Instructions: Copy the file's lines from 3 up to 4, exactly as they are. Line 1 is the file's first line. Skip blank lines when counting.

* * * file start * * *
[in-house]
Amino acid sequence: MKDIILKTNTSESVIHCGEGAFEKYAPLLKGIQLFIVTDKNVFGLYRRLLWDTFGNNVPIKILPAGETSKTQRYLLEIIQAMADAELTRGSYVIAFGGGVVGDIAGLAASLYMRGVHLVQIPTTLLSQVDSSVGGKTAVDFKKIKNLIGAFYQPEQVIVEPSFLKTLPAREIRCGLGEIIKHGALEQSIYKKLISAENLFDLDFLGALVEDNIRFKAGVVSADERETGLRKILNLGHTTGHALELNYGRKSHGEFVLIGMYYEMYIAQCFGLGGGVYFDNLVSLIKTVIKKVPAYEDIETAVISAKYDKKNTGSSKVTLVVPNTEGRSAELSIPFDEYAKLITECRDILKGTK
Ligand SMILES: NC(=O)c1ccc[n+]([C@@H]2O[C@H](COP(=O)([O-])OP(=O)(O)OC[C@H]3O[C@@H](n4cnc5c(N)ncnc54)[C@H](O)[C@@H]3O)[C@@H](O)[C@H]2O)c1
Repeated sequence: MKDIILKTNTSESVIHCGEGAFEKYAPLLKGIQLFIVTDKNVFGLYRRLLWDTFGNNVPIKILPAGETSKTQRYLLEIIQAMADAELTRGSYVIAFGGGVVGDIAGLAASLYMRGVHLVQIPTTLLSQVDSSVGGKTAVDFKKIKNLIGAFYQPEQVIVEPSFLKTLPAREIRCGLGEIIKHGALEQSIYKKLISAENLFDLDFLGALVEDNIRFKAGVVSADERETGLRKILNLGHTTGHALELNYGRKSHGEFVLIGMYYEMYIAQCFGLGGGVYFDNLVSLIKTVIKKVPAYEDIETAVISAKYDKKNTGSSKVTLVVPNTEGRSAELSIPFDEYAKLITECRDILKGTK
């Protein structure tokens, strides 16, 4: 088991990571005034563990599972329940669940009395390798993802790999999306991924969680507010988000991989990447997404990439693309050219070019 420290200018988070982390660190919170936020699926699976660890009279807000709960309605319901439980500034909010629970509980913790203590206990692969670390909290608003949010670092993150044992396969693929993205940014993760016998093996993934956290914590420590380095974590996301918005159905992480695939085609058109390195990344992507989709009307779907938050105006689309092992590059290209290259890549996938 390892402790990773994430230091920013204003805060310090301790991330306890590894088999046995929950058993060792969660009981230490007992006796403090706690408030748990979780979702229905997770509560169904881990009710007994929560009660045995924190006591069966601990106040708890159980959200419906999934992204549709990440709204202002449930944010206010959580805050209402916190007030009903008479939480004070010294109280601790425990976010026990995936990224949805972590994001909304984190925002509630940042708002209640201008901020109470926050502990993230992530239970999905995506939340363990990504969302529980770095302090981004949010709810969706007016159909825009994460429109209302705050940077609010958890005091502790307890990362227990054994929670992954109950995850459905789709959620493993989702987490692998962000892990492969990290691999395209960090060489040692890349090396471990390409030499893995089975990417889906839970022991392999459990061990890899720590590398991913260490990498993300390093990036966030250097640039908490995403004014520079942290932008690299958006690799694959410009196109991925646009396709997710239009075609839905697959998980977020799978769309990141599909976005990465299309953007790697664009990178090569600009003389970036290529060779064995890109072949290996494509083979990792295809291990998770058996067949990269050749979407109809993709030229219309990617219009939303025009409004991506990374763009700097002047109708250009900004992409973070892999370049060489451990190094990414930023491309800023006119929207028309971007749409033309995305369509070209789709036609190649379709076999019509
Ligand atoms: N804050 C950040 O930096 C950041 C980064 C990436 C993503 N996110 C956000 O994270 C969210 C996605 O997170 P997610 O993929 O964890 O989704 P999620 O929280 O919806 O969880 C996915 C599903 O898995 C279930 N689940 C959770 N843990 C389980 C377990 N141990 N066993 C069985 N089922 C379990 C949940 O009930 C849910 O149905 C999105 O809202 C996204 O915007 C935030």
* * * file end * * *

Ligand SMILES: NC(=O)c1ccc[n+]([C@@H]2O[C@H](COP(=O)([O-])OP(=O)(O)OC[C@H]3O[C@@H](n4cnc5c(N)ncnc54)[C@H](O)[C@@H]3O)[C@@H](O)[C@H]2O)c1
Repeated sequence: MKDIILKTNTSESVIHCGEGAFEKYAPLLKGIQLFIVTDKNVFGLYRRLLWDTFGNNVPIKILPAGETSKTQRYLLEIIQAMADAELTRGSYVIAFGGGVVGDIAGLAASLYMRGVHLVQIPTTLLSQVDSSVGGKTAVDFKKIKNLIGAFYQPEQVIVEPSFLKTLPAREIRCGLGEIIKHGALEQSIYKKLISAENLFDLDFLGALVEDNIRFKAGVVSADERETGLRKILNLGHTTGHALELNYGRKSHGEFVLIGMYYEMYIAQCFGLGGGVYFDNLVSLIKTVIKKVPAYEDIETAVISAKYDKKNTGSSKVTLVVPNTEGRSAELSIPFDEYAKLITECRDILKGTK